Byres saw a Midwest food plant network go down because a technician thought he was programming an off-line, test-programmable controller (PLC), but was actually affecting a plant PLC, shutting down the line. In a bakery, the IT staff conducted a port-scanning test, not realizing the test pings also hit 20 PLCs, shutting down the entire plant for a day and costing a million dollars in lost production.
Virtual private networks (VPNs) coupled with firewalls are often seen as a panacea for network ills. Providing a secure connection, VPNs help ensure a technician is connected to the right equipment, but they don’t necessarily prevent human error, nor do they stop the propagation of viruses.
VPN systems designed for the office and IT staff are not appropriate for industrial use on two counts, says Byres. First, when VPNs are used in conjunction with PLCs and other automation equipment, they physically must be able to withstand harsh plant floor environments. Second, VPNs-especially servers-have been notoriously difficult to configure for control engineers who are not necessarily network security experts. Improperly configured VPNs and firewalls provide a false sense of security, but according to Byres, industrial firewalls and VPNs have been designed with control engineers in mind, often providing simple drag-and-drop configuration while checking for security faux pas.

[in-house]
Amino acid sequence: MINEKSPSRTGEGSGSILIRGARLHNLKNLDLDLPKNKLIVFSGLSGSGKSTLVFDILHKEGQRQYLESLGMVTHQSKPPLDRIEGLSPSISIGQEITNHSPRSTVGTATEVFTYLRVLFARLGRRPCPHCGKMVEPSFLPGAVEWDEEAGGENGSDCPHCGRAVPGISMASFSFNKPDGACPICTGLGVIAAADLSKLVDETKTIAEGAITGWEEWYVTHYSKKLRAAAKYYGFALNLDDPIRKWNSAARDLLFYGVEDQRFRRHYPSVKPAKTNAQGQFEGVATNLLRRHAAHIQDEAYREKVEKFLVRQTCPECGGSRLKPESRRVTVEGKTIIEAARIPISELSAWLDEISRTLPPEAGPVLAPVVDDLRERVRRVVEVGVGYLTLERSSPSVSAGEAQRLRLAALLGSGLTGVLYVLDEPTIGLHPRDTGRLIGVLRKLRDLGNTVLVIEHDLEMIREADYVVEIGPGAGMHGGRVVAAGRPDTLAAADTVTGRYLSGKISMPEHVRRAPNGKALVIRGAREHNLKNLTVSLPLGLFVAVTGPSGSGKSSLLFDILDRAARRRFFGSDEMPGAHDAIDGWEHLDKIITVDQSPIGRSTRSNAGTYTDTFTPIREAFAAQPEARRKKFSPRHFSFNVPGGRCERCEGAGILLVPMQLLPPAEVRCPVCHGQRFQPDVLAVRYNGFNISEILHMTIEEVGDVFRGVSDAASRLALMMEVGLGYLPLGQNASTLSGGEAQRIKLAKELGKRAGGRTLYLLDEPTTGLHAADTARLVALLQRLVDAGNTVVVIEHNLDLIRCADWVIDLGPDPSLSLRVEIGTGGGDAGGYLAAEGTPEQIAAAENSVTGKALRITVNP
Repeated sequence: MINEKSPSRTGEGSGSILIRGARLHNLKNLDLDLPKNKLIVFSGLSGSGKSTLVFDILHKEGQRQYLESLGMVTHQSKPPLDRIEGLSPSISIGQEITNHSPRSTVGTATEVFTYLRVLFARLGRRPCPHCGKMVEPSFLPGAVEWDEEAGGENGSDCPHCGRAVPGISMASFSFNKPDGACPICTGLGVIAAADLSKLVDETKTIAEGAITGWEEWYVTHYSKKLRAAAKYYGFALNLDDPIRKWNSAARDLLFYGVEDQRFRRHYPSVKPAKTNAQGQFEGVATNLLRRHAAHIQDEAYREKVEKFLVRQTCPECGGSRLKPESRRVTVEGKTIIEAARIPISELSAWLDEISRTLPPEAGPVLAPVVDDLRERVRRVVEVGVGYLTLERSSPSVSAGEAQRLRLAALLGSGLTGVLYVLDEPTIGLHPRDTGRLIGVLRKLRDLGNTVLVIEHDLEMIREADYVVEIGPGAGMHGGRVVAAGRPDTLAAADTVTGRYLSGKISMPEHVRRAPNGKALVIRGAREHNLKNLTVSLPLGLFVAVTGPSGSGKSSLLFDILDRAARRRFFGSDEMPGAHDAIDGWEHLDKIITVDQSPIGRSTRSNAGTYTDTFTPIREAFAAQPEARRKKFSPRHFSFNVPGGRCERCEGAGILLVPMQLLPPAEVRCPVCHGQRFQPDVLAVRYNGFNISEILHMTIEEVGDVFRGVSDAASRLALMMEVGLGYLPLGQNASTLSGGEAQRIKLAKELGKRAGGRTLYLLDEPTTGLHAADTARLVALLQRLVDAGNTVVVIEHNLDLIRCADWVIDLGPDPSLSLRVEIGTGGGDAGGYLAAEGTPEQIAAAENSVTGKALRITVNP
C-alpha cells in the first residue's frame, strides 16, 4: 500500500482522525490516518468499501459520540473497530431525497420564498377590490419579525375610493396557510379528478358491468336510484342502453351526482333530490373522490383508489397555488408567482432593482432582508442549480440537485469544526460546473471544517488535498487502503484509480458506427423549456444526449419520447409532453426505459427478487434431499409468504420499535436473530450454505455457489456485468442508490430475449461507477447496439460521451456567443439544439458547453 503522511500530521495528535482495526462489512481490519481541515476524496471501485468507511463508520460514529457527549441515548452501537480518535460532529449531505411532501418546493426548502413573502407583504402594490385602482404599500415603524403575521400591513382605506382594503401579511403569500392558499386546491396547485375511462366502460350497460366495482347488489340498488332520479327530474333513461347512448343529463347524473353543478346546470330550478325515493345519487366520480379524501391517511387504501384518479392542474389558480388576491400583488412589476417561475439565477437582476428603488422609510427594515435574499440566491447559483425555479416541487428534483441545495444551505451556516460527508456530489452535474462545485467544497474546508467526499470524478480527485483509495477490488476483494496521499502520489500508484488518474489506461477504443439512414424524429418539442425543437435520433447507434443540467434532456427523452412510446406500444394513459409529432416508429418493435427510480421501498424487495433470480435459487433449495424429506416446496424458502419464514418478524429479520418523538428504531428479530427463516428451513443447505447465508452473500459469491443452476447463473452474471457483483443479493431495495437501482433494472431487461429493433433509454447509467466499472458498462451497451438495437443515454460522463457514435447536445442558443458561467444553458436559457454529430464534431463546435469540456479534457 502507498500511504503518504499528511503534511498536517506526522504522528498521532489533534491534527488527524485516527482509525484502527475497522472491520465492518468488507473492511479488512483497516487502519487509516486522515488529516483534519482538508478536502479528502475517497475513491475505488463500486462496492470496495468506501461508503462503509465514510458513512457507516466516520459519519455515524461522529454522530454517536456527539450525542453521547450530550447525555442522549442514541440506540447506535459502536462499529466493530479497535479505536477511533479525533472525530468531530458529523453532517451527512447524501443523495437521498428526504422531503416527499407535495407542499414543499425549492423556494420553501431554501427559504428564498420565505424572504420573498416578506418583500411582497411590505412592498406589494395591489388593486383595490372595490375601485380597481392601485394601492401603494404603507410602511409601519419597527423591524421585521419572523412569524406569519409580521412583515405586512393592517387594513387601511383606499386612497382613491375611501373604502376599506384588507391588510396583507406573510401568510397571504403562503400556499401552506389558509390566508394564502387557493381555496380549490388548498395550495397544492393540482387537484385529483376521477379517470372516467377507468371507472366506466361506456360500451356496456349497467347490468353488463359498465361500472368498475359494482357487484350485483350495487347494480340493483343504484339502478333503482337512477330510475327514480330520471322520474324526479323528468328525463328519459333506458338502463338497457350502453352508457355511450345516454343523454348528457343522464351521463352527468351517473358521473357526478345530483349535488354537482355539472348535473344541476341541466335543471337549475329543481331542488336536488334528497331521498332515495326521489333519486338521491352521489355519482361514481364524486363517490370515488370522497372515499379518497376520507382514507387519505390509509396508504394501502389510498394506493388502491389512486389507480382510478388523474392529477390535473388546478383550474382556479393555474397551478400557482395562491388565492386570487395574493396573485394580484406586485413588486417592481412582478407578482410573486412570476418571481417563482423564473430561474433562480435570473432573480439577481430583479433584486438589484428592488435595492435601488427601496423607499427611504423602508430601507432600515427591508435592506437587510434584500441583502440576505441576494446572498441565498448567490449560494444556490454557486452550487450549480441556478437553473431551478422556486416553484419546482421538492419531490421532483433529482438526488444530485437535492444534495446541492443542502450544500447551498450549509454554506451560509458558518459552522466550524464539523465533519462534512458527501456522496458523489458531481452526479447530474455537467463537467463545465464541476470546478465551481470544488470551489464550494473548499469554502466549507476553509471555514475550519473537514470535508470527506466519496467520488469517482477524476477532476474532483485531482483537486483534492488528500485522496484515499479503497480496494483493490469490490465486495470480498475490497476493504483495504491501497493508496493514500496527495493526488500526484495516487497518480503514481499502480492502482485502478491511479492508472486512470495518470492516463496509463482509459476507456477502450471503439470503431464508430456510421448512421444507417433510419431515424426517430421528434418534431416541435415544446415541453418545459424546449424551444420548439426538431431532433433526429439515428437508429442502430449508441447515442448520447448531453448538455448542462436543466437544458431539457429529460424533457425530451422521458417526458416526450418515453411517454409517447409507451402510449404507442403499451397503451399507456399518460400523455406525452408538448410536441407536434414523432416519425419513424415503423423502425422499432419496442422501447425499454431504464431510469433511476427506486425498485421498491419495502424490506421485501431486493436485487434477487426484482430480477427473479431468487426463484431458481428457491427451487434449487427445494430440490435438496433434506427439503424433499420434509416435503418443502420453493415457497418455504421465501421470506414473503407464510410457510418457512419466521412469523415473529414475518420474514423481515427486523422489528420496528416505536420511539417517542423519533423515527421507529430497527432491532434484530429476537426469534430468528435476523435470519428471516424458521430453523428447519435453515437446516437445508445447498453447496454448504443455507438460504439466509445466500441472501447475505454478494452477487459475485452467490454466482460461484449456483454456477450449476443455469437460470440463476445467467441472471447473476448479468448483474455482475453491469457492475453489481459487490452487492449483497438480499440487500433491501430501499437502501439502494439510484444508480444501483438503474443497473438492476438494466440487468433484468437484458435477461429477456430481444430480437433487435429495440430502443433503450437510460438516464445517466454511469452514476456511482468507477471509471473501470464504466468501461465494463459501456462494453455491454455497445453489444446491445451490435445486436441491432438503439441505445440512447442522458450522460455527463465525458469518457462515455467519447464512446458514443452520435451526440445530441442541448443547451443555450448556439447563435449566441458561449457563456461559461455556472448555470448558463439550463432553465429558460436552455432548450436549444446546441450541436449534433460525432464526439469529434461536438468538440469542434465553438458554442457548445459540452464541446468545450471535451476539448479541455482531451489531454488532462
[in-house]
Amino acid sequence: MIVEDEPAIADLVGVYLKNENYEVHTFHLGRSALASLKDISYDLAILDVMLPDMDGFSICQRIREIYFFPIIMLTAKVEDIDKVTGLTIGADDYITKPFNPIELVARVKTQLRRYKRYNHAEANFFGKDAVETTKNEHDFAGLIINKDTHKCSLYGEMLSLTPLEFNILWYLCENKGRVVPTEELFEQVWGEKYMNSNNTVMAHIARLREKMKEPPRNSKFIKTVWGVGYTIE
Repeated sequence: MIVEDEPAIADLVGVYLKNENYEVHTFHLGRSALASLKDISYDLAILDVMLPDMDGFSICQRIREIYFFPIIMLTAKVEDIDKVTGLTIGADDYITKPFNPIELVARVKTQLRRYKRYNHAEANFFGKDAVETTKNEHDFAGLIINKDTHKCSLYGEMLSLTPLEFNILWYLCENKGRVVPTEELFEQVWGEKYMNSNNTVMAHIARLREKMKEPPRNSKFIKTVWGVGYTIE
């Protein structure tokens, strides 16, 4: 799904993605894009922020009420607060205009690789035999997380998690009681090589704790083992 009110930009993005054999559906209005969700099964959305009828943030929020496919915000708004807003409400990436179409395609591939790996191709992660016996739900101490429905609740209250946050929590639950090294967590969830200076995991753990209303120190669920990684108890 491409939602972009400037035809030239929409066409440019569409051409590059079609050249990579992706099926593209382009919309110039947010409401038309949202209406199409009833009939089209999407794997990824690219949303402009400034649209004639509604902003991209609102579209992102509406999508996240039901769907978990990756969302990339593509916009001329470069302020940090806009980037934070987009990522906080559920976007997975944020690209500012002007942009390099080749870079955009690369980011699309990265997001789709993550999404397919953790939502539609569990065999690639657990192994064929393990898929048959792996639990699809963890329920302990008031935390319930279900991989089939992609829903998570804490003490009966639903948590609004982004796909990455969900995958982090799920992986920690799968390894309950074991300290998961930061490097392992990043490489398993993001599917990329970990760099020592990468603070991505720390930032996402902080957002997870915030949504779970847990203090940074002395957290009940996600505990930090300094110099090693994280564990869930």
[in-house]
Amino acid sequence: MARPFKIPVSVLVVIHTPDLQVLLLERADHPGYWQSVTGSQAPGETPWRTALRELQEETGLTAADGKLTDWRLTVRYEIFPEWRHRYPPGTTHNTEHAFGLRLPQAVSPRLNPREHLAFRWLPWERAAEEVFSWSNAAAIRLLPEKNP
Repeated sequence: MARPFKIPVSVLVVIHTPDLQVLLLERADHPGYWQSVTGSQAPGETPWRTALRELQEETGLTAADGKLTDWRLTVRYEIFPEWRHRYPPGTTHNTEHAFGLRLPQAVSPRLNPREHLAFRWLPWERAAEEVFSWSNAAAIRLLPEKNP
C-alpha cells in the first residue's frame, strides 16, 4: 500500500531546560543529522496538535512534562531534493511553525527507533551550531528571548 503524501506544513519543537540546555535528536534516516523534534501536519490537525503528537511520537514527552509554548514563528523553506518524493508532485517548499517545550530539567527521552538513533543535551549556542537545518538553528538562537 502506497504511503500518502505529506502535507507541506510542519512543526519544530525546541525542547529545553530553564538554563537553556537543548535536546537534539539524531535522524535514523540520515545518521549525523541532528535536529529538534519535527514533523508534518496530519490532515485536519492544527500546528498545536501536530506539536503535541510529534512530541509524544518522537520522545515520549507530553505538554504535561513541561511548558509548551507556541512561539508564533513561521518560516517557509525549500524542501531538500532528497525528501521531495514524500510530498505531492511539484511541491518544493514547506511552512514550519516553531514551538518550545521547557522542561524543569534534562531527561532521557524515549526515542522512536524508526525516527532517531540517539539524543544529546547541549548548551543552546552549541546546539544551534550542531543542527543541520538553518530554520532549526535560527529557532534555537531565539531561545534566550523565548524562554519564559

While secure VPN technology can make networks safer, plant engineers still need to know the identities of their network users and what they’re doing, especially when extranets are used by suppliers and customers. “An analogy I like to use,” says Byres, “is that we build these complex networks, and we don’t always know who’s on them. If they were steam pipes, we’d be very sure who’s plugged into them.”